• Kinney Hesselberg posted an update 1 year, 8 months ago

    I’ve been blessed to have spent a lot of the winter of 2019-2020 residing along the southern coast of Spain. Occupying a leased casa near the center of an old city for an extended time, which necessarily involved engaging with sailors, such as commercially with shop keepers and the like, gave me a great opportunity to see how daily economic life is lived at a place far from my New Hampshire home.

    To be clear, I really do have a life outside of economic observation, however for purposes of this piece that I ‘ll focus on a small anecdotal contrast between how people conduct commercial exchange at a corner of Spain and at NH. To further set this up, notice that I deliberately lived with no car and had no information plan for 3 months, relying instead on public transport and WiFi (or even wee-fee since they cutely say there).

    These near-monastic practices aside, let me tell you a little about my provisional Spanish hometown. Fuengirola, a small city of about 75K inhabitants, lies along the Mediterranean coast about 25 miles west of Malaga, the huge city in these areas. It’s in the autonomous region of Andalusia (such as a US country ), that’s the largest of those self-governing regions in Spain. Given that
    this guy was controlled from the Islamic Moors for about seven centuries the architecture and culture is a unique mix of Christian and Muslim influences not seen everywhere in Europe. Andalusians have a reputation for being psychological and fun-loving. I concur.

    What is most evident is the way old-fashioned things look, at least to a guy in his late sixties. In NH needless to say we get in our cars and drive to big supermarkets and big box stores to buy our stuff, or as is increasingly the case, we order things online and have them sent to our houses. But here, acounting & Pop" stores are alive and seemingly well. networking , except Sunday, are teeming with people doing their everyday marketing of vegetables, fruits, medicines, clothing, breads/pastries, alcohol, and lottery tickets (really large here).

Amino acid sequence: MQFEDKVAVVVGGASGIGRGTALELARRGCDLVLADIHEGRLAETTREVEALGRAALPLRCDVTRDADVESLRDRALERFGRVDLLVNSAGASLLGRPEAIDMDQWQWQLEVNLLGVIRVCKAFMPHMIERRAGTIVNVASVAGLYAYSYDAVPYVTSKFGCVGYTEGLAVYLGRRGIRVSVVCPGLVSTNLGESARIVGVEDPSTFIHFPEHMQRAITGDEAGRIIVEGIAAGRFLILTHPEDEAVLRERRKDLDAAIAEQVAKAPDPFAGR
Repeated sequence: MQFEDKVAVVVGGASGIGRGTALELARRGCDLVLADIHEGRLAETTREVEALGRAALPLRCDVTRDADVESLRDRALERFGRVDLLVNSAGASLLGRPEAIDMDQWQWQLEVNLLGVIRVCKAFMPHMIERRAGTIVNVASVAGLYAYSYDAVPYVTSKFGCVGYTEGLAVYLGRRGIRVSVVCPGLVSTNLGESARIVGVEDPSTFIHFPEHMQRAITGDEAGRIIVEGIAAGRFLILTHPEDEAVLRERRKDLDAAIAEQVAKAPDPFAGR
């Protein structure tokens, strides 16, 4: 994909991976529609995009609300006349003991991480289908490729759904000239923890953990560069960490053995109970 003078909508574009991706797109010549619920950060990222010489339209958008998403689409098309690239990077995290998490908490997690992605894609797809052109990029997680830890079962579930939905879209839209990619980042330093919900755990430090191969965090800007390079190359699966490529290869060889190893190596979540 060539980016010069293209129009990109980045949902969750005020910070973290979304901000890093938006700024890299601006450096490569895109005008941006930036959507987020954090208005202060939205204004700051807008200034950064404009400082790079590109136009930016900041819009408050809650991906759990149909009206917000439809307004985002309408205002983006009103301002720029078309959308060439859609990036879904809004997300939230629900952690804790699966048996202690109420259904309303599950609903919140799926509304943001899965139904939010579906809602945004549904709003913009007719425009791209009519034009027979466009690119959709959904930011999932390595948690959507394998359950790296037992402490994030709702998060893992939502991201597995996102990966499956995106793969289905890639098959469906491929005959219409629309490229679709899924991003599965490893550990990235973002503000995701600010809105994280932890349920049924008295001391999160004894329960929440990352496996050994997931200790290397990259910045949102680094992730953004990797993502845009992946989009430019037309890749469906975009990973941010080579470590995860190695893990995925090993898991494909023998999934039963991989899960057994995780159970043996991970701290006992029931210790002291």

this guy have to admit that despite a clear inefficiency with moving to a shop for your bread, to another for your veggies, and also to the next for meat I enjoyed the quaintness and personal touch of getting to know the people who worked these establishments. Levels of private service always seemed high and I never felt rushed.

    People sit with family and friends for what seems like hours chatting over coffee and beer during workdays and weekends alike. Cafes and pubs are everywhere spilling onto sidewalks. The jabber is lively and unkind and leaves a Yank with the impression that life really should be fun and dwelt with gusto. " But it does. visit here ‘s a highly functioning, prosperous, and safe feeling community. Police attendance is minimal.

    The Euro is the currency. And now a fantastic read is just about 10% greater than the US dollar. However, prices for most commodities seem lower here. I’m frequently struck by how much value I’m getting for so little cash. Granted, gasoline is more than in NH and I don’t have a fantastic sense of the prices of power and big-ticket things, but overall prices seem cheaper in Spain. Also, this a cash-based society. My pocket regularly is weighed down with these heavy coins (a First World issue, I know). Sure men and women use credit cards and telephone pay apps, but cash is still quite prevalent.